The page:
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Northfield to Implement Municipal ID Program

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Beginning next month, the city of Northfield will begin to issue municipal identification (ID) cards. The program follows a 2017 city government ordinance that laid the foundation for the ID program. Northfield was the first city in the state to implement a local ID program, and Minneapolis may soon follow, according to a recent MinnPost article.

“The City recognizes that many residents of the City of Northfield do not have adequate access to recognized forms of identification, and therefore may have difficulty obtaining services in programs and activities from the City and local business,” stated ordinance no. 994.

The program, which will most likely start issuing IDs next month, replicates similar municipal ordinances throughout the country, such as those in Washington, D.C. and San Francisco.

Residents can apply for an ID at the public library, and the equipment to make city government name badges will be used to print the identifications. “We were able to substantially reduce the cost [of] rolling it out by using existing equipment and existing city staff at the library,” said Program Coordinator at the Center for Community and Civic Engagement and City Council member Erica Zweifel.

Northfield residents can use the IDs at various businesses and offices in the town, including the library, some local banks and one of the pharmacies. The ID, however, cannot act as a driver’s license or be used to buy alcohol or tobacco, according to Zweifel. “As an international student, you can leave your ID somewhere safe when you go out you can just carry your municipal ID, instead of having the passport,” said Zweifel, citing another possible usage of the municipal identification.

The program also allows for transgender or gender non-binary community members to choose their gender and their preferred name, unlike some other forms of governmental identification. The three gender options are female, male and gender non-binary, according to the city ordinance.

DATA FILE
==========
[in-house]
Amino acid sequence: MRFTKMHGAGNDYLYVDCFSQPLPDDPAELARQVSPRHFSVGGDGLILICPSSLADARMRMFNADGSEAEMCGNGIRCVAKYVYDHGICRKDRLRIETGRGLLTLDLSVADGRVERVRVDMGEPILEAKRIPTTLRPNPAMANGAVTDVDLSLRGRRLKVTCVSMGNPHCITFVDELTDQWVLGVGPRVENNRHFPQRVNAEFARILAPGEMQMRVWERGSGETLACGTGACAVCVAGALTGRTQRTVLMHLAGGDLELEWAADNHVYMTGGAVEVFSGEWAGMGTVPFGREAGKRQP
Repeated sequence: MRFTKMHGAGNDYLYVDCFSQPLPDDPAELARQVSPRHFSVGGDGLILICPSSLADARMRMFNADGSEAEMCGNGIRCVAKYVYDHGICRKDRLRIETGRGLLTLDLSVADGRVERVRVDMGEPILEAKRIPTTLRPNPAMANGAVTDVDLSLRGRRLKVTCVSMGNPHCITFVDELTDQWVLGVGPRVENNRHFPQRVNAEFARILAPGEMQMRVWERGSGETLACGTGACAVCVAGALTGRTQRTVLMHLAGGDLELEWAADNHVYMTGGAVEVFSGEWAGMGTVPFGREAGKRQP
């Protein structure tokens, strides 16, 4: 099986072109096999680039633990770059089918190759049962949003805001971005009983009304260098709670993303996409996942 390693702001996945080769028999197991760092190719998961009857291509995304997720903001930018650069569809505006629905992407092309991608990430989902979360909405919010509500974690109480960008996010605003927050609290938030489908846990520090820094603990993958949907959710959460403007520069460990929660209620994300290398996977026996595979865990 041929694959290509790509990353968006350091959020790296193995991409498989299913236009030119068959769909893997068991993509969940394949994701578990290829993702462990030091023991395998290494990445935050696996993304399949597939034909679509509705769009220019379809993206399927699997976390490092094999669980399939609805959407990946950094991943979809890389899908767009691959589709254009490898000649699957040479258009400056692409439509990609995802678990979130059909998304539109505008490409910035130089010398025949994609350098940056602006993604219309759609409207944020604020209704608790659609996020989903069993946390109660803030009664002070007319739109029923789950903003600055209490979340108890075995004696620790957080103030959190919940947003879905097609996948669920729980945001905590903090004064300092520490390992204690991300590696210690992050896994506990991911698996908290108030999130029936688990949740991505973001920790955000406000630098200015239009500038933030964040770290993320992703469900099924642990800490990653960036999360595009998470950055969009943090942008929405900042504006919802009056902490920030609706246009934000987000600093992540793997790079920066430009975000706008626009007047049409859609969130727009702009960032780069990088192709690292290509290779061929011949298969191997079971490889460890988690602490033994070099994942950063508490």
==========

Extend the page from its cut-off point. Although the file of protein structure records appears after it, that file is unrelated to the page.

“Transgender or non-binary people would not be required to list the gender on their birth certificates on the Municipal ID and the elderly or those too young to have a driver’s license could use the ID as well. The variety of people that could use the Municipal ID is one of the program’s strengths; it would help build common ground between Northfield residents from different walks of life,” said a letter of support from the student group Carleton Democratic Socialist of America (CDSA).

The inspiration for this program partially arose from the fight for driver’s licenses for undocumented immigrants at the state and the city level. For the past several years, activist groups and local non-profits alike lobbied for a change in legislation. “We tried through state legislative pathways to allow that,” said Zweifel. “So, I feel like even though the municipal ID does not allow people to drive, it feels like that is where it got its start.”

The local organization, Neighbors United, led the campaign for a municipal ID program, according to Zweifel. After being approached by Neighbors United, Carleton students in CDSA assisted the campaign by writing letters and encouraging other members of the Carleton community to get involved, according to Abe Eichner ’18.

While the program has received a lot of support, some are concerned about the consequences of enacting a program which benefits undocumented immigrants. “Are we putting a target on us as a city, if the current administration would have the same feelings about this that they might about declaring oneself a sanctuary city?” asked Zweifel, referring to the Trump administration’s harsh stances on sanctuary cities.

Despite the concerns, according to letter of support from CDSA, “as residents in Northfield, we want to build a sense of community and inclusion in the city. Adopting a Municipal ID for all who live here would be a major step towards that goal. Northfield is harshly segregated along class and racial lines. In particular, many documented and undocumented Latinx immigrants live on the extremities of town, with little access to the resources others in Northfield enjoy.” This ID program will help combat these institutionalized problems, stated the letter.

Students can soon apply for an ID at the public library. To qualify for an ID, community members need a proof residency, such as a bank statement or another form of governmental identification.

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